Capture of Belle Isle, 1761

The capture of the French island of Belle Isle, 20 miles off the Brittany coast, was a joint naval/army expedition during the Seven Years War. The war had begun in 1756 following clashes in North America before the focus switched to Europe, with France seizing the island of Minorca while Britain, encouraged by the Southern Secretary William Pitt, launched a series of naval attacks on the French coast, including the Raid on Rochefort (1757) and the Raid on Cherbourg (1758). Britain also attacked French colonies around the world and in 1759-60 conquered much of Canada, a loss which Pitt anticipated would lead to France seeking peace. Pitt had planned to send an expedition to capture Mauritius, home to a major French naval base in the Indian Ocean, but with a possible peace congress looming he set his eyes on something closer to home which could be exchanged for captured British territory.

Pitt chose instead to send an expedition to capture Belle Isle, which offered command of the Bay of Biscay and which was close to the important French naval port of Lorient. Admiral Augustus Keppel commanded the naval forces while British troops were led by General Studholme. A first landing in early April 1761, under General John Crauford, proved unsuccessful, with well- entrenched French troops inflicting heavy casualties on British troops. A storm then wrecked many of the landing craft needed for the operation and the attack was called off.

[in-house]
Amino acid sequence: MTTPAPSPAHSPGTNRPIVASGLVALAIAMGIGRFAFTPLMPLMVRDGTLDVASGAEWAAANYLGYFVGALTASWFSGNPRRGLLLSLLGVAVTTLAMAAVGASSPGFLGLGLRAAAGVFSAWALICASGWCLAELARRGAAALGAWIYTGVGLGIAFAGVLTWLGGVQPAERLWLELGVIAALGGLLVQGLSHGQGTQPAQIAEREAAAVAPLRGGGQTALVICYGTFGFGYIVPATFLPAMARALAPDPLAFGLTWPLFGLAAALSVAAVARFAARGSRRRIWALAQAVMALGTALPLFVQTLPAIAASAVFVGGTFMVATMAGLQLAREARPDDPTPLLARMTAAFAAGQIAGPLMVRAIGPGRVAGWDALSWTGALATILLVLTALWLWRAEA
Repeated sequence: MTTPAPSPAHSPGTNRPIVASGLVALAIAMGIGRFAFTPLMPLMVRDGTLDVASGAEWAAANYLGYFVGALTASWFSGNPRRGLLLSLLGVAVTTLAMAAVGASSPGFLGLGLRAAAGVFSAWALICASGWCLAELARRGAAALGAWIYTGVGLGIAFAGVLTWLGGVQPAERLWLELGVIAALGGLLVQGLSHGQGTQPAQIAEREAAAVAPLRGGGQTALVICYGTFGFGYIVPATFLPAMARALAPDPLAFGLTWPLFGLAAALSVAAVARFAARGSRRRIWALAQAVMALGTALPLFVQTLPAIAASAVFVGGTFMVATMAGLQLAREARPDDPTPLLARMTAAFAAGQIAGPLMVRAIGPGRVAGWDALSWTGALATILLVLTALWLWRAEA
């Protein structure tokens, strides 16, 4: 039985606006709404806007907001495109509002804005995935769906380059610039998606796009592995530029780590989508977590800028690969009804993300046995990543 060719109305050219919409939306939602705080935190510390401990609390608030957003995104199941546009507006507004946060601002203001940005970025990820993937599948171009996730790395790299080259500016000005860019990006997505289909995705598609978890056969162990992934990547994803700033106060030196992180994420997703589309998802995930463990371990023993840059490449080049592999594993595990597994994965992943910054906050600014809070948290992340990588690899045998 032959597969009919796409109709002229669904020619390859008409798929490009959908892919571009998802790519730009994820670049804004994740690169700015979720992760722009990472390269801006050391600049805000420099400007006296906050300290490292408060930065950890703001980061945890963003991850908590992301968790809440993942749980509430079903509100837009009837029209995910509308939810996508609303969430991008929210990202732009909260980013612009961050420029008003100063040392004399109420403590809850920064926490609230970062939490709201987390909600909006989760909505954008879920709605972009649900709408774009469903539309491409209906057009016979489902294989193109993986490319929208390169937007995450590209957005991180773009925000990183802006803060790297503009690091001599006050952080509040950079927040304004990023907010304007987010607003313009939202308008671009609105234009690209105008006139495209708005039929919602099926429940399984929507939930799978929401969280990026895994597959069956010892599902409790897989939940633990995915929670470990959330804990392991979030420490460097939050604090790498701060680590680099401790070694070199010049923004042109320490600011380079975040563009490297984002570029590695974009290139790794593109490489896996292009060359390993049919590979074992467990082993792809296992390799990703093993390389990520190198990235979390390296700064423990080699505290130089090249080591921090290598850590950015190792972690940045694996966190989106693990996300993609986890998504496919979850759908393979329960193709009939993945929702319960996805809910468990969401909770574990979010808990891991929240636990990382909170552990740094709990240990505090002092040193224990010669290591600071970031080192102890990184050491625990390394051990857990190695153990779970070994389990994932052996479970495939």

Despite opposition at home, Pitt pressed ahead with a second expedition. This he reinforced by diverting troop transports sent to take part in an attack on the French Caribbean island of Martinique. On April 22, British forces made two feint assaults to the north and west while the main attack, again under Crauford, targeted Port Andro. Crauford’s attack soon stalled, but in the north, Brigadier Hamilton Lambart quickly gained a foothold around St Foy. Crauford abandoned his attack and took his men by boat to reinforce Lambart, leading French forces to retreat to the fortress of Le Palais. The French commander on the island, Chevalier Sainte Croix, hoped to hold out long enough for relief from the mainland, but a British naval blockade of Brittany ports made this impossible. Sainte Croix was forced to surrender but he and his force were allowed to return to France. Britain occupied Belle Isle for two years until it was exchanged for Minorca under the Treaty of Paris in 1763.

The 67th took part in both the first and second landings. At the first, grenadiers under Captain Osborne made up part of Crauford’s main force and succeeded in scaling the steep cliffs around St Andro. However, before it could be reinforced, the 67th came under attack from a much larger French force. Despite fighting gallantly the company was cut pieces and several officers, including Osborne, killed.

At the second landing, the 67th was again attached to Cauford’s main force which was brought up to support Lambart’s landing. The battalion was in action again at the siege of Le Palais and remained on the island after its capture, suffering badly from sickness and a lack of hospital accommodation. In November 1761, no fewer than 111 of the 67th’s 826 officers and men were sick. The 67th and 37th escaped the cuts in the Army which followed the Treaty of Paris, and both battalions were allotted to garrisoning Minorca.

Capture of Belle Isle, 1761